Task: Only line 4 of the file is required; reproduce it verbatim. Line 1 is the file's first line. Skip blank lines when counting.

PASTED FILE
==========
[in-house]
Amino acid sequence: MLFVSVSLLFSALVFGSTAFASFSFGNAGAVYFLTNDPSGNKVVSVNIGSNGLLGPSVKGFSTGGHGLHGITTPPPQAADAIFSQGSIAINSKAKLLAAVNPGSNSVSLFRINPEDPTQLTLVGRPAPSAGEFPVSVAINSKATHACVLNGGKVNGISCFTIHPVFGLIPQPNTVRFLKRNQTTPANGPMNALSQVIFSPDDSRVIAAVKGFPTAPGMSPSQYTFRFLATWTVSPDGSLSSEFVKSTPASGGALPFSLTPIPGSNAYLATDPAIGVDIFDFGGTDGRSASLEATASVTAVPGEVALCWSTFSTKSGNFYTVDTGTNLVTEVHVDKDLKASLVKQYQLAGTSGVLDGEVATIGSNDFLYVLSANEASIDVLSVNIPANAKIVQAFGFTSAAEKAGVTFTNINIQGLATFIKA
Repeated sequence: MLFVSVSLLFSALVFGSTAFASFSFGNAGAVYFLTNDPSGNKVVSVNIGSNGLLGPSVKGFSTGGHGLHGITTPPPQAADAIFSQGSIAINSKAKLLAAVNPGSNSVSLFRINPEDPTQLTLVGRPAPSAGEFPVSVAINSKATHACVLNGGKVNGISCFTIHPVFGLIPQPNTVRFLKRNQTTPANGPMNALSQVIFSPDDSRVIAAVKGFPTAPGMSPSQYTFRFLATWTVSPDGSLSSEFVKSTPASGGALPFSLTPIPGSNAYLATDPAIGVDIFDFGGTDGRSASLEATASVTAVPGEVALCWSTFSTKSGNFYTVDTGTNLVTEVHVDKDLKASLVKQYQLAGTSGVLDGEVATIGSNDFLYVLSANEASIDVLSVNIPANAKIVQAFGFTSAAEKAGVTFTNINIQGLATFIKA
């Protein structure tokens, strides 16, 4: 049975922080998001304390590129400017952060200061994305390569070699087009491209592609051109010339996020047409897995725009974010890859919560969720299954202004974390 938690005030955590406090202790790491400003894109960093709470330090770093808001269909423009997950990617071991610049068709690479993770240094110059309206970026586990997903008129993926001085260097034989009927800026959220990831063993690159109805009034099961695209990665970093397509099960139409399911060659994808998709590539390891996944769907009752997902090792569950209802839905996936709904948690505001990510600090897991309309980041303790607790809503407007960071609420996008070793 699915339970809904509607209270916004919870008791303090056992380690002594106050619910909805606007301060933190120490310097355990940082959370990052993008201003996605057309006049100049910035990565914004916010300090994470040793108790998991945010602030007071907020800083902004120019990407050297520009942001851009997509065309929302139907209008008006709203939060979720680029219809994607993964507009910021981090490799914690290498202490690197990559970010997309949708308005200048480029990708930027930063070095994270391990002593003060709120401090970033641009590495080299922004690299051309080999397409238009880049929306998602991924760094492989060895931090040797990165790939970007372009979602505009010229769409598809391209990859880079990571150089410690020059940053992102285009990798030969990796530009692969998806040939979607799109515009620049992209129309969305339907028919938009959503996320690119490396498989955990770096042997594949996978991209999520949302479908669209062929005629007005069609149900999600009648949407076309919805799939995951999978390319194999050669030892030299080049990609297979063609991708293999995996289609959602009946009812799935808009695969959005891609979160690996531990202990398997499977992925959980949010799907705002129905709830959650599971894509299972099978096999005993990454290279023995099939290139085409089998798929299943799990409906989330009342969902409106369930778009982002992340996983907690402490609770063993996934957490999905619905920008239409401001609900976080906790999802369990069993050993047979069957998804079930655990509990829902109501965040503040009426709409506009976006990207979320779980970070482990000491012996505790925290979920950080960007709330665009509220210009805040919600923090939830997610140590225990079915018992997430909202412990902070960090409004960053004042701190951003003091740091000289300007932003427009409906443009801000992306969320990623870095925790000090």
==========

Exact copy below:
């Protein structure tokens, strides 16, 4: 049975922080998001304390590129400017952060200061994305390569070699087009491209592609051109010339996020047409897995725009974010890859919560969720299954202004974390 938690005030955590406090202790790491400003894109960093709470330090770093808001269909423009997950990617071991610049068709690479993770240094110059309206970026586990997903008129993926001085260097034989009927800026959220990831063993690159109805009034099961695209990665970093397509099960139409399911060659994808998709590539390891996944769907009752997902090792569950209802839905996936709904948690505001990510600090897991309309980041303790607790809503407007960071609420996008070793 699915339970809904509607209270916004919870008791303090056992380690002594106050619910909805606007301060933190120490310097355990940082959370990052993008201003996605057309006049100049910035990565914004916010300090994470040793108790998991945010602030007071907020800083902004120019990407050297520009942001851009997509065309929302139907209008008006709203939060979720680029219809994607993964507009910021981090490799914690290498202490690197990559970010997309949708308005200048480029990708930027930063070095994270391990002593003060709120401090970033641009590495080299922004690299051309080999397409238009880049929306998602991924760094492989060895931090040797990165790939970007372009979602505009010229769409598809391209990859880079990571150089410690020059940053992102285009990798030969990796530009692969998806040939979607799109515009620049992209129309969305339907028919938009959503996320690119490396498989955990770096042997594949996978991209999520949302479908669209062929005629007005069609149900999600009648949407076309919805799939995951999978390319194999050669030892030299080049990609297979063609991708293999995996289609959602009946009812799935808009695969959005891609979160690996531990202990398997499977992925959980949010799907705002129905709830959650599971894509299972099978096999005993990454290279023995099939290139085409089998798929299943799990409906989330009342969902409106369930778009982002992340996983907690402490609770063993996934957490999905619905920008239409401001609900976080906790999802369990069993050993047979069957998804079930655990509990829902109501965040503040009426709409506009976006990207979320779980970070482990000491012996505790925290979920950080960007709330665009509220210009805040919600923090939830997610140590225990079915018992997430909202412990902070960090409004960053004042701190951003003091740091000289300007932003427009409906443009801000992306969320990623870095925790000090």